The Italian noun gianduia (improperly gianduja) appeared in the 19th century to denote a soft confection made with chocolate and ground hazelnuts, first produced in Turin, the capital of Piedmont, a region in north-western Italy, in the foothills of the Alps. (The Italian name is Piemonte, from piede, foot, and monte, mount.)
This confection was named after Gianduia, Gianduja, a stock character in commedia dell’arte and Italian puppetry depicted as a jovial Piedmontese peasant with a fondness for wine. The Standard (London) of 13th July 1864 published the following from its correspondent in Italy about “the farce which concludes the evening” at the “diurnal theatre” in Turin:
The dramas most in favour at the diurnal theatre are of a florid character, with much hard breathing and withering sarcasm, and display all the physical and moral peculiarities of the romantic and sensational schools of art. But the principal part is always sustained by the comic personage, […] generally one of our old friends Gianduja, Meneghino, and Stenterello, who, as you know, are the traditional personifications of Piedmont, Lombardy, and Tuscany. If the play be of Venetian origin, Brighella and Arlecchino are substituted for the worthies above-named. Each of them has his own peculiar costume, character, and mode of speech, but all of them are strictly representatives of the people, with its ready mother wit, with its quaint mixture of shrewdness and simplicity, with its little knaveries and its innate goodness of heart; and all of them, it may be added, are infinitely more characteristic and amusing than the heavy, unlovable John Bull, whom we have strangely consented to accept as our national type, and who has never been known to say a good thing in all his life. Perhaps the nearest parallel that could be found upon the English stage is the now almost obsolete “Irishman” of past generations. But the most noticeable peculiarity about our Italian friends is that wherever they may be, and whatever they may do, their appearance and actions excite no manner of surprise or question. Just as the fashionable tailor or the surgical instrument maker in an English pantomime are perfectly ready to accept the proffered services of Clown and Pantaloon as assistant shopmen, in spite of their grotesque attire and preposterous behaviour, and even submit to be repeatedly beaten and kicked by them during the course of the negociations [sic], so Stenterello and his congeners, with their funny little coats of the last century, their variegated stockings, their quaint wigs and club tails, and their local vernacular and allusions, are admitted as self-evident facts, perfectly natural and requiring no explanation by the ancient Greeks, the Arabs, or the Englishmen in whose company they may be thrown for the time being, according to the exigencies of the piece represented. A century or two will perhaps pass away before these singular creations lose their freshness, for they are the result of the ancient political divisions of the peninsula; but at the same time they bear evidence in their way to the substantial unity of the Italian people, for the sallies of Gianduja are almost as popular in Milan as at the foot of the Alps, and the Florentines are nearly as fond of Meneghino and Brighella as of their home-sprung Stenterello. The representation of these semi-ideal personages is the specialty of a more or less distinguished actor; but the other members of a “diurnal” company are generally what in England are called “sticks,” and in Italy, “cani.”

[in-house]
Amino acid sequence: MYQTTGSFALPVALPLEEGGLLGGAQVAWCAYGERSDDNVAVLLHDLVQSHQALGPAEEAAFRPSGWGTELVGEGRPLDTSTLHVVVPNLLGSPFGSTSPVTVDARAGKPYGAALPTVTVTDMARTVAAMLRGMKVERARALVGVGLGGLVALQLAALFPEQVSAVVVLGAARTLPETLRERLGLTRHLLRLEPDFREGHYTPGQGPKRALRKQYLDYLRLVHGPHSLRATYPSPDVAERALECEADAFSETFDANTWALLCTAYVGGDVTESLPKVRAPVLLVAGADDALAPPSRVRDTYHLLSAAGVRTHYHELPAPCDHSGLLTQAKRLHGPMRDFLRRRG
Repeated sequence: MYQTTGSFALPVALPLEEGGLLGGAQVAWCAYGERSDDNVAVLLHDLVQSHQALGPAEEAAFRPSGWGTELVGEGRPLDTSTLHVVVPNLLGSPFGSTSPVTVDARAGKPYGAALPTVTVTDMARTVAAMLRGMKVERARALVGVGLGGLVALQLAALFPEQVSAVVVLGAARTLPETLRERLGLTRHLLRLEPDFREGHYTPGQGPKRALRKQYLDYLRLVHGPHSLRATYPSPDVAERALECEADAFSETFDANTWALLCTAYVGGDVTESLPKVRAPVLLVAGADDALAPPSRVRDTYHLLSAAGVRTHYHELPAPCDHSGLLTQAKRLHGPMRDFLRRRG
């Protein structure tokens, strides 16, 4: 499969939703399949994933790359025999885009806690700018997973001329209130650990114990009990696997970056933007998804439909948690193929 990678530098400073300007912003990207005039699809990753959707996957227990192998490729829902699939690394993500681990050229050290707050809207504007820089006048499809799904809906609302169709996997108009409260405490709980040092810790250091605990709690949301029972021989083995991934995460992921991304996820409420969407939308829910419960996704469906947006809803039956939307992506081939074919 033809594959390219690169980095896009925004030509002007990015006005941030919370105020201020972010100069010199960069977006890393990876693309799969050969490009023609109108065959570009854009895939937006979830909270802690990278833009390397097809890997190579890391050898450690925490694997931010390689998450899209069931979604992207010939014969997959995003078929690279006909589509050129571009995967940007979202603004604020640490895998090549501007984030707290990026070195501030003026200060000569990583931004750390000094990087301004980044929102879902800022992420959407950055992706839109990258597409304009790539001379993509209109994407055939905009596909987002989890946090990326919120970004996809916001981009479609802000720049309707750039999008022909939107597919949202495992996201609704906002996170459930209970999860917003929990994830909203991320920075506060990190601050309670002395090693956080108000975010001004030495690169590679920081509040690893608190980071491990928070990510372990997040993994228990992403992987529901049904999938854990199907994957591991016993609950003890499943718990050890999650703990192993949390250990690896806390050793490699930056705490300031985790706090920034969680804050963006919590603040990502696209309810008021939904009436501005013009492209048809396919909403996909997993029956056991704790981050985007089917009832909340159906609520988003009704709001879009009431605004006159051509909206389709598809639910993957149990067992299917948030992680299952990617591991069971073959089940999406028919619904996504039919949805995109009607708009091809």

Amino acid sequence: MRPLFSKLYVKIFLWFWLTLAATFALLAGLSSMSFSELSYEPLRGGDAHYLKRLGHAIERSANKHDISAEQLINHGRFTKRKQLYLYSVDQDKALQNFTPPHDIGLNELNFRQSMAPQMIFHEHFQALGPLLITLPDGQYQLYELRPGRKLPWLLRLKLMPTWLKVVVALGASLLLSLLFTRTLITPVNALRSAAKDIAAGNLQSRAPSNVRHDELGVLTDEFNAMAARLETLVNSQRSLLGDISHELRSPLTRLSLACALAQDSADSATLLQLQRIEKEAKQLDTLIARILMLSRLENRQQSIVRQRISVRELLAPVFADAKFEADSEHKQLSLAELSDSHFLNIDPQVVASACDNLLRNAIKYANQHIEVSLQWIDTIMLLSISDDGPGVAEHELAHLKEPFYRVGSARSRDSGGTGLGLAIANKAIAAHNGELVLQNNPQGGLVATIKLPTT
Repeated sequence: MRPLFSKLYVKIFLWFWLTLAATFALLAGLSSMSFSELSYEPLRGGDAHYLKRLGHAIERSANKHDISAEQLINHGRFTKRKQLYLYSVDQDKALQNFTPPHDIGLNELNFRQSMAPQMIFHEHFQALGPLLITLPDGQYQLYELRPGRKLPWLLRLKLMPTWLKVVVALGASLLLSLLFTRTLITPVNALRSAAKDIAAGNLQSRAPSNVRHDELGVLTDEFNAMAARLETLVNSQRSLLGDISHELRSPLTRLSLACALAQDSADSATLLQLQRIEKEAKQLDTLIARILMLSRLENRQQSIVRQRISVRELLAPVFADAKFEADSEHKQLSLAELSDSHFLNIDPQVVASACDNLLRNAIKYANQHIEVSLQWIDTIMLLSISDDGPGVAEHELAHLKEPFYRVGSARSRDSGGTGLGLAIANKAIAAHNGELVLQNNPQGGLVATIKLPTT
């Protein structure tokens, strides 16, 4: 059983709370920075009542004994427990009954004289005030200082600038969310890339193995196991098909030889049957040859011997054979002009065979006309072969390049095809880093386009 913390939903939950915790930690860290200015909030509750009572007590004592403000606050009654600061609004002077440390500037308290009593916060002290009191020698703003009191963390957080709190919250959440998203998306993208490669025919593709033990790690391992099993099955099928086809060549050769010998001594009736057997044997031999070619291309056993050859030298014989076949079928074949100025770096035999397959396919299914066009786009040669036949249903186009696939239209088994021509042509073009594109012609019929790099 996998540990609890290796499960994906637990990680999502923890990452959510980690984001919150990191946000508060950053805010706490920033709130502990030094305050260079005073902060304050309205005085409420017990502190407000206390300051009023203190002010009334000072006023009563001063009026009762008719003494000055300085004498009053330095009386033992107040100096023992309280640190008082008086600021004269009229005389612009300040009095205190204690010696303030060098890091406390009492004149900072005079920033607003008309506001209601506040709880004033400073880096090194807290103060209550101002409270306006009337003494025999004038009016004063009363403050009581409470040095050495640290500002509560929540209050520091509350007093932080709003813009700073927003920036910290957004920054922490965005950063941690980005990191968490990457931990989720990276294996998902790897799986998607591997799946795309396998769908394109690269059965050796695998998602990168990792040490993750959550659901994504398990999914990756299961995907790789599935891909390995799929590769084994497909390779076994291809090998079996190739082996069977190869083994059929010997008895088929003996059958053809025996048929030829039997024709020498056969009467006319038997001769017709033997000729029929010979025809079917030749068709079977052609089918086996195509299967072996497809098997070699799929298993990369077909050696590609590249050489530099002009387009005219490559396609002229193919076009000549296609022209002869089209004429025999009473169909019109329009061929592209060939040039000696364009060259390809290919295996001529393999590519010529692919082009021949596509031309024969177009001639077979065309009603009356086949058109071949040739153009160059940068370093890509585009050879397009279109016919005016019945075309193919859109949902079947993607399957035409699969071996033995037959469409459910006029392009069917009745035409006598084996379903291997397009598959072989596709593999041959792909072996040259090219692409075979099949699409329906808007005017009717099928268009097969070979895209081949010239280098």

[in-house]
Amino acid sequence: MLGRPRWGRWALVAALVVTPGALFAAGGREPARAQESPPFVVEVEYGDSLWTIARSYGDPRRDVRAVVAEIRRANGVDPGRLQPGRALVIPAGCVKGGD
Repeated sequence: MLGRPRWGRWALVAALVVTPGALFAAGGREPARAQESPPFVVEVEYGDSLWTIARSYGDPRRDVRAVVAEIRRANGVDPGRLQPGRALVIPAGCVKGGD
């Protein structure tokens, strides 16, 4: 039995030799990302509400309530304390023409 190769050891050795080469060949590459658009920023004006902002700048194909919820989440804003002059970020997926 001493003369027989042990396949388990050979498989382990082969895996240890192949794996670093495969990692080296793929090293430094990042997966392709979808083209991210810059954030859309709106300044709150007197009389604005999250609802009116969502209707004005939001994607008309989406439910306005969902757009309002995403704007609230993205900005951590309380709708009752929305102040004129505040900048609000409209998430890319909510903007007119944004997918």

The name of the dramatic character is usually said to represent a contraction of Piedmontese Giôan d’la dôja, literally John of the jug, or of the tankard, in allusion to the flagon of wine with which he is usually depicted. The Hull and Eastern Counties Herald (Yorkshire) of 15th April 1869 reported:
The annual Italian wine fair (Fiera di Gianduja) has just been held at Turin. One hundred and eighty-three wine growers took part in it, sending 148,000 bottles of 300 varieties. The jury was presided over by a Frenchman, who declared that considerable progress had been made since last year, but that the Italian produce could not as yet compete with that of France or Spain.
The character was used in the mid-19th century in various political satires as a symbol of Piedmont. For example, The Standard (London) of 30th March 1860 published the following:
(FROM OUR OWN CORRESPONDENT.)
MILAN, MARCH 25.
The Fischietto, of Turin, has a humorous illustration of the effect produced on the public mind by the rumours of excommunication. The last caricature of that periodical represents Gianduja, the Piedmontese John Bull, who is typically a merry-eyed, rosy-cheeked little man, in the costume of the last century composedly lighting his pipe at one of the forked extremities of the Papal lightning.
This caricature alludes to the excommunication of Victor Emmanuel II (1820-78), king of Sardinia-Piedmont, by Pope Pius IX (Giovanni Maria Mastai-Ferretti – 1792-1878) after the seizure of the Papal States during the Italian unification.